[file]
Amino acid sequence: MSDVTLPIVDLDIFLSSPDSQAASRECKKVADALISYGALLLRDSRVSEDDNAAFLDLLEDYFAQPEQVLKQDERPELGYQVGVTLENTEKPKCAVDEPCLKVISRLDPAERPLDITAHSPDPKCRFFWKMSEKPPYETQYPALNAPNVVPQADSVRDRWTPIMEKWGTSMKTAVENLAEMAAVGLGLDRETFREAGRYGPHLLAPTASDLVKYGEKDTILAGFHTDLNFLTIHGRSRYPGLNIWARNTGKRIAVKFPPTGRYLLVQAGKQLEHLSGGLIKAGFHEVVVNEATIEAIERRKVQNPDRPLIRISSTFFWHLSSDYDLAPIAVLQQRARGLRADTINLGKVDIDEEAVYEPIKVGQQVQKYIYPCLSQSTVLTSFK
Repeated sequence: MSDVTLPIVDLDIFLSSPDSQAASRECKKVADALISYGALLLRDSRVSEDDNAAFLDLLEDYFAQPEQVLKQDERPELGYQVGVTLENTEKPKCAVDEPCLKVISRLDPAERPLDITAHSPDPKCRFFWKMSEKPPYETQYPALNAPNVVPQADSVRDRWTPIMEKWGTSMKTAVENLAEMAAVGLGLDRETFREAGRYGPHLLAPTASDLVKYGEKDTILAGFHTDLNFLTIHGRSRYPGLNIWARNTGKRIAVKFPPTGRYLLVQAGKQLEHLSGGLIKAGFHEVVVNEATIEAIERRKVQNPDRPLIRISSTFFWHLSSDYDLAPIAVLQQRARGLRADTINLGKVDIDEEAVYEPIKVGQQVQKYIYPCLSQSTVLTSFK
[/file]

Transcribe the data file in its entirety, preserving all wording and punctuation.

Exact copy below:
Amino acid sequence: MSDVTLPIVDLDIFLSSPDSQAASRECKKVADALISYGALLLRDSRVSEDDNAAFLDLLEDYFAQPEQVLKQDERPELGYQVGVTLENTEKPKCAVDEPCLKVISRLDPAERPLDITAHSPDPKCRFFWKMSEKPPYETQYPALNAPNVVPQADSVRDRWTPIMEKWGTSMKTAVENLAEMAAVGLGLDRETFREAGRYGPHLLAPTASDLVKYGEKDTILAGFHTDLNFLTIHGRSRYPGLNIWARNTGKRIAVKFPPTGRYLLVQAGKQLEHLSGGLIKAGFHEVVVNEATIEAIERRKVQNPDRPLIRISSTFFWHLSSDYDLAPIAVLQQRARGLRADTINLGKVDIDEEAVYEPIKVGQQVQKYIYPCLSQSTVLTSFK
Repeated sequence: MSDVTLPIVDLDIFLSSPDSQAASRECKKVADALISYGALLLRDSRVSEDDNAAFLDLLEDYFAQPEQVLKQDERPELGYQVGVTLENTEKPKCAVDEPCLKVISRLDPAERPLDITAHSPDPKCRFFWKMSEKPPYETQYPALNAPNVVPQADSVRDRWTPIMEKWGTSMKTAVENLAEMAAVGLGLDRETFREAGRYGPHLLAPTASDLVKYGEKDTILAGFHTDLNFLTIHGRSRYPGLNIWARNTGKRIAVKFPPTGRYLLVQAGKQLEHLSGGLIKAGFHEVVVNEATIEAIERRKVQNPDRPLIRISSTFFWHLSSDYDLAPIAVLQQRARGLRADTINLGKVDIDEEAVYEPIKVGQQVQKYIYPCLSQSTVLTSFK